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Long-Term Care Insurance (New)

The Clark Insurance Difference for Long-Term Care

Let the Long-Term Care Specialists at Clark Insurance Educate and Guide You

You’re planning to live to a good, long time, and the longer you live, the more likely you are to require some kind of long-term care. It’s important to understand the long term care is not medical care, it’s almost always “custodial care.” This includes help with your activities of daily living (ADLs), including bathing, dressing, feeding, toileting, transferring & continence, or it may be supervision needed because of a cognitive impairment. While most long term care is received at home, it can also be in adult day care, assisted living, hospice or a nursing home.

The question many people may ask is not, do I need long-term care, but rather, how will I pay for long-term care when it is needed? Medicare does not pay for long term care, and Medicaid will only help with long term care expenses after you’ve spent down your own assets. That means that individuals requiring long-term care must rely on savings, family, or both to provide care into the later years. The cost of that care is not inexpensive. The average monthly cost for assisted living in Maine is $5,700 per month or nearly $70,000 per year. If you require nursing home care, the cost rises to nearly $100,000 per year on average. Paying these out-of-pocket costs quickly eats into long-term savings and places a great deal of financial strain on families shouldering the burden of care. That’s where long-term care insurance comes into play.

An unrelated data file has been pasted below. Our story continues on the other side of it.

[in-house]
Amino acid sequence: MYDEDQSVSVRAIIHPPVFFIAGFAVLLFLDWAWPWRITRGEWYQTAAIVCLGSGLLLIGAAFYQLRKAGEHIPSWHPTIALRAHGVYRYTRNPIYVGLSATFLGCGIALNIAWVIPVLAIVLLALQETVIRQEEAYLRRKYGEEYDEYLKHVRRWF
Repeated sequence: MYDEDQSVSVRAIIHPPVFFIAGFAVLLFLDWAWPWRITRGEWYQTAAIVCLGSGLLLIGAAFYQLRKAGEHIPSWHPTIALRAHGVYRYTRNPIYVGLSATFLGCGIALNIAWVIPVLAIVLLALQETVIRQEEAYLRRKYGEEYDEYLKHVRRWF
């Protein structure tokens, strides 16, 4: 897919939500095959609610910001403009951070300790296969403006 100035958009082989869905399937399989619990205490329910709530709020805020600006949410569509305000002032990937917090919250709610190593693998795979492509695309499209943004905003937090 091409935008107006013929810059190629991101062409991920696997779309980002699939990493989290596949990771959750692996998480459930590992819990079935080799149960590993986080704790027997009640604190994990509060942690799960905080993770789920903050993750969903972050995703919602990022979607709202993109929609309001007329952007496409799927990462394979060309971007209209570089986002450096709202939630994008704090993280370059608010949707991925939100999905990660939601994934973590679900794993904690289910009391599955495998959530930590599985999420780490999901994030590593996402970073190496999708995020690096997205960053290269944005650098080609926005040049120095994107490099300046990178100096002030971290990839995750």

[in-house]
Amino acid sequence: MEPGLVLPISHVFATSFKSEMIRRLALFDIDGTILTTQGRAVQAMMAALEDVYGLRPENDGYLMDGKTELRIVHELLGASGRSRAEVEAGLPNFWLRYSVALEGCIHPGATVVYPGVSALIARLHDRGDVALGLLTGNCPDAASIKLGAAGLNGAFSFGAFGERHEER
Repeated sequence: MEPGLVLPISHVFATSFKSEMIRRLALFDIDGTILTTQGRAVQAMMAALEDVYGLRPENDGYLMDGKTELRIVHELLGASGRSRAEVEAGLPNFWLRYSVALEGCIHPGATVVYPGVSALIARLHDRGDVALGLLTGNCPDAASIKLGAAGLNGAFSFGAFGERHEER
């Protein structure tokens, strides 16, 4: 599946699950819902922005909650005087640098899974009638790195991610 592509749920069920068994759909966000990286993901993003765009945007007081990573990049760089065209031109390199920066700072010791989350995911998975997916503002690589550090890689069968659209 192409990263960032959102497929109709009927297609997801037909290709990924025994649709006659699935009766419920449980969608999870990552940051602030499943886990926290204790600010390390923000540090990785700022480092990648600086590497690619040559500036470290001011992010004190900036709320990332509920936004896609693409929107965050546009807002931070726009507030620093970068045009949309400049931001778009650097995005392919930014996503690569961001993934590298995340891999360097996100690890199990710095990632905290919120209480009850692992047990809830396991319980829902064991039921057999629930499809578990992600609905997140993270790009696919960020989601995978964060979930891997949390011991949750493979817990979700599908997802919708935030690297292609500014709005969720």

In exchange for a premium, long-term care insurance policies pay a daily or monthly amount to cover the costs of home health, assisted living, or nursing home care. The younger and healthier you are when you put your long term care insurance in place, the less it’s going to cost, and the more options you’ll have. So, the best time to purchase a long-term care policy is often when you are 50-65 years old.

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Meet Our Specialist


A photo of Clark Insurance staff member Kerry Peabody

Kerry Peabody
Senior Account Executive

(207) 523-2253
Email

Meet Kerry Peabody, certified long-term care specialist at Clark Insurance. Kerry will be happy to answer your questions about long-term care insurance and to guide you through the process of determining the appropriate amount of insurance, the policy duration, and life-time maximums.

Long-Term Care Insurance FAQ Videos

Kerry answers some common questions about long-term care insurance in these short videos:

Planning out your retirement? Most people don’t realize their needs might not be met with just Medicare and health insurance.

Who do you expect to take care of you as you get older? Learn more about possible gaps in Medicare or health insurance coverage.

Ever wondered what really influences the cost of a long-term care insurance plan? Don’t miss this opportunity to learn from a specialist.

Are you in retirement planning mode? Did you know that long-term care plans can be purchased as early as age 18?

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There are four key components of a long-term care plan – do you know what they are?

More Frequently Asked Questions

What is Long-Term Care Insurance?